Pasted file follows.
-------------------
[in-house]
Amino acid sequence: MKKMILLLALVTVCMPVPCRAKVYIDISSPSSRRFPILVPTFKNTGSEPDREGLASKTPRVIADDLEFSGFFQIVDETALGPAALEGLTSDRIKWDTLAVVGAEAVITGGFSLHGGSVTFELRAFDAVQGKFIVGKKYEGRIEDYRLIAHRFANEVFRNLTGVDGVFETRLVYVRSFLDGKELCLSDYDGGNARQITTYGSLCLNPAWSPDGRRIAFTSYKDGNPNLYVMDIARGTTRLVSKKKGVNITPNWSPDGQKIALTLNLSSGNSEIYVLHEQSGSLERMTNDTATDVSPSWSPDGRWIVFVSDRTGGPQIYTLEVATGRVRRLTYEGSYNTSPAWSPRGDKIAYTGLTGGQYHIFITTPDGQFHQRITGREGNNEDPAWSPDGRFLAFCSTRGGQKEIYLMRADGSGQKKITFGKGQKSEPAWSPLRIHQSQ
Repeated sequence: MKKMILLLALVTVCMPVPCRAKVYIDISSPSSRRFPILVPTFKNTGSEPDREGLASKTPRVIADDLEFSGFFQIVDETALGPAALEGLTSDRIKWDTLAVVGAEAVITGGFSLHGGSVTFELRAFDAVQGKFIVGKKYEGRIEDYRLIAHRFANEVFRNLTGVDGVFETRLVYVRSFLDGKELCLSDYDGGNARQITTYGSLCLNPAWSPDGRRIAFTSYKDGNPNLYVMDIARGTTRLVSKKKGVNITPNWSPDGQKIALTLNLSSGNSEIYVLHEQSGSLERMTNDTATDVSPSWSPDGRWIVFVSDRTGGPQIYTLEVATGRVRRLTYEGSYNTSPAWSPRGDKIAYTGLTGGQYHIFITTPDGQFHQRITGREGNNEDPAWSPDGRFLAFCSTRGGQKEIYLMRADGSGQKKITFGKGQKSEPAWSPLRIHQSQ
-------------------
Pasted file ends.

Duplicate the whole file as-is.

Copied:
[in-house]
Amino acid sequence: MKKMILLLALVTVCMPVPCRAKVYIDISSPSSRRFPILVPTFKNTGSEPDREGLASKTPRVIADDLEFSGFFQIVDETALGPAALEGLTSDRIKWDTLAVVGAEAVITGGFSLHGGSVTFELRAFDAVQGKFIVGKKYEGRIEDYRLIAHRFANEVFRNLTGVDGVFETRLVYVRSFLDGKELCLSDYDGGNARQITTYGSLCLNPAWSPDGRRIAFTSYKDGNPNLYVMDIARGTTRLVSKKKGVNITPNWSPDGQKIALTLNLSSGNSEIYVLHEQSGSLERMTNDTATDVSPSWSPDGRWIVFVSDRTGGPQIYTLEVATGRVRRLTYEGSYNTSPAWSPRGDKIAYTGLTGGQYHIFITTPDGQFHQRITGREGNNEDPAWSPDGRFLAFCSTRGGQKEIYLMRADGSGQKKITFGKGQKSEPAWSPLRIHQSQ
Repeated sequence: MKKMILLLALVTVCMPVPCRAKVYIDISSPSSRRFPILVPTFKNTGSEPDREGLASKTPRVIADDLEFSGFFQIVDETALGPAALEGLTSDRIKWDTLAVVGAEAVITGGFSLHGGSVTFELRAFDAVQGKFIVGKKYEGRIEDYRLIAHRFANEVFRNLTGVDGVFETRLVYVRSFLDGKELCLSDYDGGNARQITTYGSLCLNPAWSPDGRRIAFTSYKDGNPNLYVMDIARGTTRLVSKKKGVNITPNWSPDGQKIALTLNLSSGNSEIYVLHEQSGSLERMTNDTATDVSPSWSPDGRWIVFVSDRTGGPQIYTLEVATGRVRRLTYEGSYNTSPAWSPRGDKIAYTGLTGGQYHIFITTPDGQFHQRITGREGNNEDPAWSPDGRFLAFCSTRGGQKEIYLMRADGSGQKKITFGKGQKSEPAWSPLRIHQSQ